clam of the same species had been verified at 220 years old, and a third may
have lived 374 years. But this most recent clam was the oldest yet.
death is an unfortunate aspect of this work, but we hope to derive lots of
information from it," postdoctoral scientist Al Wanamaker told London's
Guardian newspaper. "For our work, it's a bonus, but it wasn't good for
this particular animal."
•110,000 species in 7 classes. MOLLUSK EVOLUTION The
mollusks contain animals that are mostly crawlers or completely sedentary.
Theirs slowness results from having no legs and using a single foot. The only
group of mollusks that became active swimmers were the class of Cephalopods
which include octopi, squids, and the chambered nautilus.
illustrates ways which modifications of the body plan can open up new ecological
options and close others as well as give rise to new kinds of animals.
•The chambered nautilus has come down to us almost unchanged
from the Cambium period, 500million years ago
•It has its connection to other mollusks by having a large
roomy shell but it is distinctive that it consists of a series of chambers with
partitions between them, each being vacated one after another as the animal
grows but, the chambers are filled with gas (and can be controlled with part of
the animals tissue), and this allows the animal to achieve the specific gravity
of the surroundings...
•These shelled cephalopods dominated the class during most of
its evolution until about 65 million years ago when they were replaced by the
soft bodied cephalopods...squid, cuttlefish, octopi.
•During their reign, the shelled cephalopods were the most
abundant, successful and varied creatures in the ocean (1).
•After this period they
shared their dominion with fish and other animals and then their relative
•The three major classes of Mollusks became recognizable at the
end of the Cambium period, and since then, have been following independent
paths of evolution.
•Gastropod's have deviated little from the original body plan.
Because none became active predators, that can hunt, grasp and devour their
prey. Their muscular and nervous equipment for motility was deeply committed
from the start to carry them about by crawling over a surface that nothing like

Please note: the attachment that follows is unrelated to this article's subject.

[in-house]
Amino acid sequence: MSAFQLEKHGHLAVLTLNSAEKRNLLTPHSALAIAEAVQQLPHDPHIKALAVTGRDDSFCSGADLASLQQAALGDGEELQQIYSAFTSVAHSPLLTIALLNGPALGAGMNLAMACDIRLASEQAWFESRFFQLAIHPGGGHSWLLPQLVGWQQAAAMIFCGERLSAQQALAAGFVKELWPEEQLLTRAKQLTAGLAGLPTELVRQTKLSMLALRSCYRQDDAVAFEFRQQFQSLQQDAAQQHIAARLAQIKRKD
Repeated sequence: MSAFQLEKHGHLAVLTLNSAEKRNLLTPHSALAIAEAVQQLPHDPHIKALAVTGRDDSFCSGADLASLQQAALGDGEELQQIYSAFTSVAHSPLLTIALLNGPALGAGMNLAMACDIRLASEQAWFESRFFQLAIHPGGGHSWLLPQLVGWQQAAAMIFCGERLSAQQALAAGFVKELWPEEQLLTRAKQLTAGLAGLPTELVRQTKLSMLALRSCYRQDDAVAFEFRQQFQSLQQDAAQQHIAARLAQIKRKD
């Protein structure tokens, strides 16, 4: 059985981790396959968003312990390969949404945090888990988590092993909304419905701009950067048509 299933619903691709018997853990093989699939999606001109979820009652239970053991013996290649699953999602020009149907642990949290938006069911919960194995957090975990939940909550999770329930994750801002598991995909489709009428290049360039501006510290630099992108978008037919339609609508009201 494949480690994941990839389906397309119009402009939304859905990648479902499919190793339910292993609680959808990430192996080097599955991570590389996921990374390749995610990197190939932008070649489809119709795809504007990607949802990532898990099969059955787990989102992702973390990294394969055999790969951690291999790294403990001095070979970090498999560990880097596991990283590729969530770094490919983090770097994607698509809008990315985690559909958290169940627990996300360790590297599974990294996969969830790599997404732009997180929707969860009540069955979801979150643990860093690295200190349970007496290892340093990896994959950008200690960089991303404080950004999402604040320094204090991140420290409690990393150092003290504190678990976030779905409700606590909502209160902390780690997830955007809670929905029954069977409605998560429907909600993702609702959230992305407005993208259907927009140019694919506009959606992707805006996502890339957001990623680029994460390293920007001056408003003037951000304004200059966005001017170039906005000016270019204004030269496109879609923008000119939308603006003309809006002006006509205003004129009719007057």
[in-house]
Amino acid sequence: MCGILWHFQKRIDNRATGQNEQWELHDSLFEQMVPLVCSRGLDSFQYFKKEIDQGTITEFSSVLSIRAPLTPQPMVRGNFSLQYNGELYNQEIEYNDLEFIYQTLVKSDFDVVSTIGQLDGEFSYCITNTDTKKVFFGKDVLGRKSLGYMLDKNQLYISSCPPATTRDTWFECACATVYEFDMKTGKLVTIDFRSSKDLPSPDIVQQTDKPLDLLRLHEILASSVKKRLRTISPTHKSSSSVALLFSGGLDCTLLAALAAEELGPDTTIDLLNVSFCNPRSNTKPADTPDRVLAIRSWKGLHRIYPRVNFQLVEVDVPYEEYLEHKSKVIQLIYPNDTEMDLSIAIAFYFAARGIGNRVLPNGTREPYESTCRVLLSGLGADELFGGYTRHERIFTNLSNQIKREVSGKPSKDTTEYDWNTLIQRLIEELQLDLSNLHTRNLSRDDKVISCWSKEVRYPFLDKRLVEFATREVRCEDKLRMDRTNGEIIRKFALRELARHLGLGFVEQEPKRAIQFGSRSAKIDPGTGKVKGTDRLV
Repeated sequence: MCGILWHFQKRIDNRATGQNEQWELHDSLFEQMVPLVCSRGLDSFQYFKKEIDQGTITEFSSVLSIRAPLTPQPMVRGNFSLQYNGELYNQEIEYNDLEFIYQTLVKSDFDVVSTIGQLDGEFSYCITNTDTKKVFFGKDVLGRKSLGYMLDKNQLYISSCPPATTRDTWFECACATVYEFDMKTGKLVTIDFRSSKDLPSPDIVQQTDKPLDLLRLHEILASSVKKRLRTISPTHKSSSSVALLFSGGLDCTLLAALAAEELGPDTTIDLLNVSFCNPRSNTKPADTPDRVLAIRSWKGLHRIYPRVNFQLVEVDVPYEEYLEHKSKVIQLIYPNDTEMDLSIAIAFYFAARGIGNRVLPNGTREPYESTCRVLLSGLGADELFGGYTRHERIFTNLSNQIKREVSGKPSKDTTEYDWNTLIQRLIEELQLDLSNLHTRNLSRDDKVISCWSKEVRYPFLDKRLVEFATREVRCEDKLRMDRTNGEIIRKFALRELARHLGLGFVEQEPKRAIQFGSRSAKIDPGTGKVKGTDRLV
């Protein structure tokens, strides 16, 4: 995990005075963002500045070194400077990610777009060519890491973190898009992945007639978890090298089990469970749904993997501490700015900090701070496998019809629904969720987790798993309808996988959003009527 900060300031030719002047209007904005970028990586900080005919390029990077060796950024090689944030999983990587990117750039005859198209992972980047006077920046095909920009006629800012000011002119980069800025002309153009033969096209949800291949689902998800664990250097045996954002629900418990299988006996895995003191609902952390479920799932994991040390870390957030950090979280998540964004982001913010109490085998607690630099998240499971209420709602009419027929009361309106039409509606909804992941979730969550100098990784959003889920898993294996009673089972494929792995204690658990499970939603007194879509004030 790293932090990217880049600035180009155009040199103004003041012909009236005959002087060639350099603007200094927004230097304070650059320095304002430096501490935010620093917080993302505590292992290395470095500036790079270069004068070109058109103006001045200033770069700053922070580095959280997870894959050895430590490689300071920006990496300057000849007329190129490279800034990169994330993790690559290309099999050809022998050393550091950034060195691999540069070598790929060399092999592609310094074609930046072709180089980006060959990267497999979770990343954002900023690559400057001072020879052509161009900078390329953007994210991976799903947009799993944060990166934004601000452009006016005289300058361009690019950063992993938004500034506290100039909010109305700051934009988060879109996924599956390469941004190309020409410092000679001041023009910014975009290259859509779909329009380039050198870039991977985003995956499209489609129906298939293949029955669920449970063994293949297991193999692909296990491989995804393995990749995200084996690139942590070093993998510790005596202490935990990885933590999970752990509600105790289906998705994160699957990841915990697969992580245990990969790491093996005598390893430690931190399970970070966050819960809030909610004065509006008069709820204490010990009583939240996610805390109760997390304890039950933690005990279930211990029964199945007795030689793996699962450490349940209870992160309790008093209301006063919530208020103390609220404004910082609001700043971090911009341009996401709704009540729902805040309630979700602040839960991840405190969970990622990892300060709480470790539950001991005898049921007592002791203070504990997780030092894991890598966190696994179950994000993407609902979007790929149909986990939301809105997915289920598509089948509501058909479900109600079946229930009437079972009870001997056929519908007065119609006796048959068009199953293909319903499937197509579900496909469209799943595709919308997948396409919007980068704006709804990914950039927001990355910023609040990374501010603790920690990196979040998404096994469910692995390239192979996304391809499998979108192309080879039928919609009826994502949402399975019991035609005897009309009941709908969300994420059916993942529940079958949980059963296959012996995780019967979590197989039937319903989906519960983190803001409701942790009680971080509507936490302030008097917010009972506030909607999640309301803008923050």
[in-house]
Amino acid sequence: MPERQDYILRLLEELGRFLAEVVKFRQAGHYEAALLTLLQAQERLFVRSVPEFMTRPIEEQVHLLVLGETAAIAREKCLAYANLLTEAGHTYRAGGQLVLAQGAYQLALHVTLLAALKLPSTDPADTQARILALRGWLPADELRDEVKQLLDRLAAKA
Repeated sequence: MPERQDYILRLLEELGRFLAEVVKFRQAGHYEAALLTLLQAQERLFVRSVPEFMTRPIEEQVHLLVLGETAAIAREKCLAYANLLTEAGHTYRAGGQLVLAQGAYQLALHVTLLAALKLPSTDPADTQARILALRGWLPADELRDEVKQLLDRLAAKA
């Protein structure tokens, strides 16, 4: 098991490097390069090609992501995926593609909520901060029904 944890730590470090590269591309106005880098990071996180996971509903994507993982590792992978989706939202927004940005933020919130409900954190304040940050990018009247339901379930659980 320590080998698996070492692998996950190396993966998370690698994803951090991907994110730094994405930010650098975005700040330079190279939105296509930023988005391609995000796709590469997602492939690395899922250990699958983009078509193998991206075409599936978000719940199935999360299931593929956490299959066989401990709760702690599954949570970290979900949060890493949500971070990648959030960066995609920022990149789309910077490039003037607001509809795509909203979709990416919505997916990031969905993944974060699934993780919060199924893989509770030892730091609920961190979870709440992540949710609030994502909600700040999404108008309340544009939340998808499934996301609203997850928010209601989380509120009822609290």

limbs, fins, paddles, tentacles or jet propulsion ever evolved.
•The bivalves became standardize early on as stationary filter
feeders that sift small particles of food through their gills and their nervous
and muscle system are committed to opening and closing their shells and digging
themselves deeper into the sand.
•The diversity of mollusks encompasses food, dyes, pests,
pathogens, parasites, and pearls. Their variety is reflected in the range of
body forms and ways of life. Mollusks include the coat-of-mail shells or
chitin, marine and freshwater snails, shell-less sea slugs, tusk shells, clams,
mussels, octopuses, squids, cuttlefishes, and nautiluses.
•While some mollusks can swim, most are attached or live
creeping along the bottom.
•The body is typically divided into a head (lost in bivalves)
muscular foot, and visceral hump containing the body organs.
•There are no paired or
jointed appendages or legs.
•Two notable features are the mantle and a toothed tongue
called the radula (usually made of chitin).
•Mollusks have a gut with mouth and anus, a blood system,
nervous system,reproductive system, and an excretory system with kidneys.
•Gills are present in
aquatic species which are used to extract oxygen from the water and in some, to
strain out organisms and detritus
from the water or bottom mud. The particles are then conveyed to the mouth by
tracts of cilia
•Lack of an internal skeleton have kept mollusks small with
exceptions of the Giant Squid which can reach 60'. Some giant clams can reach
4.5'in shell length. Many measure less than 1cm and one is only 1mm when full
•The mantle...a fold of
skin, the mantle, forms ;
•forms a pocket housing
•a chemical sensory organ
•mucus secreting gland
•sometimes the reproductive opening
•The cells of the mantle are thickened at the edge of the
mantle skirt, secreting the shell and slime, acids and ink for defense, mucus
for protection and for cohesion of food particles is secreted by the gills and
mucus glands. Products of the mantle can be defensive, acting to deter
•The purple gland in the mantle of the sea hare expels a purple
secretion when the animal is disturbed.
Mollusks usually hatch from the egg complete with a tiny shell that is often
retained at the apex of the adult shell. The shell provides protection from
damage and predators and on the shore or land, it prevents the loss of body
fluids. New growth occurs at the shell lip in Gastropods and along the ventral
margin in bivalves.
•Shell is secreted by glandular cells. Its mostly composed of
calcium carbonate and can show great variation in shape size thickness,
sculpture, surface texture and shine. Marine examples are often thick and heavy
while land specimens are light. The nautilus is the exception because it has a